Week two started almost as if there had not been 7 days between lessons. The class had still maintained its open friendliness - from refectory to classroom. I made a conscious decision to move my seat - from the front of the class in week one, to the back - so that I would be next to my "buddy". This enabled me to get to know a further four people better than if I had stayed in my original seat and partook in only group exercises.
The first exercise of the evening, to pair up with an as yet unknown and write down a list of four facts about yourself, at least one of which being false, helped me get to know someone I had in the first week stereotyped. Since the exercise required us to talk to each other about the kinds of preconceptions we had of each other to discern which fact was the falsehood I gleaned not only the truth but also their humanity - any ice on my part was broken. As it was, I ignored my preconceptions and selected an item to be false purely because I felt it was unbelieveable. The two I did get right were a hollow victory.
In the discussion on groups my adopted group were very sharing, allowing each other to speak, never talking over the top of one another and being open with our feelings. All the while we were giving over a piece of ourselves to the rest of the group, a nugget of what makes up our persona. For me that includes a quietness in bigger groups, a more proactive role in smaller groups, feeling happy in either and having a position in my family that is far more equal than most of the others who felt that they have suffered from some kind of older sibling/younger sibling syndrome. We identified that bigger groups would tend towards a single person taking control, a necessity to keep the group focused: the class environment. However, some characters often take up such a position in order to be in control or to get things their own way.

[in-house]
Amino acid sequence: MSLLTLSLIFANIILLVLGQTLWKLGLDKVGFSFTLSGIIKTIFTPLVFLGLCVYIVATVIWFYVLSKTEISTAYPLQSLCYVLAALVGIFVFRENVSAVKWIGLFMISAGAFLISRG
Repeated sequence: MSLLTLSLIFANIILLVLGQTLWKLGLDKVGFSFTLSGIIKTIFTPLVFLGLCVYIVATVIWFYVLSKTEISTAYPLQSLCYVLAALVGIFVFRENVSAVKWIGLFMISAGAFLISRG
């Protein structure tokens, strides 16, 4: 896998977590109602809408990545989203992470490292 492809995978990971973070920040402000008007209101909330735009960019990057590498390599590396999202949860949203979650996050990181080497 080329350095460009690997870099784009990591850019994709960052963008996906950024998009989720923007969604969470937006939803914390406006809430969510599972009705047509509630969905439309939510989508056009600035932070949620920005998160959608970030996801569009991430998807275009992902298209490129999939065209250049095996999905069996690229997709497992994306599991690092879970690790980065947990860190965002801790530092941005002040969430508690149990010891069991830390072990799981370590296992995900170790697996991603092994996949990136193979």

Personal strengths and limitations gave me an opportunity to, in my mind, readdress a couple of my own limitations that I had touched upon in my week one reflective log. Whilst it was put forward that many people find it easy to list their limitations and often struggle with their strengths, I did not; listing almost double the amount of strengths. Though, I took the task to be more about identifying in ourselves points of awareness, reminders that we're all human, and no better than the people we intend to help; that we all have our own hang-ups. This was reinforced by the brief discussion upon Carl Rogers' Core Conditions: empathy; unconditional positive regard; congruence.
I do feel that I am going to reach a plateau at some point in this course where I will feel that my learning and the practise of counselling is tying my hands - I am proactive in everything I do, helping others by showing them first hand (watching someone struggle with something I can do quicker or better gives me an itch). It's something, like the rest of my reflection, to be aware of. I believe that as long as I acknowledge it, I will be prepared to face it and move on from it.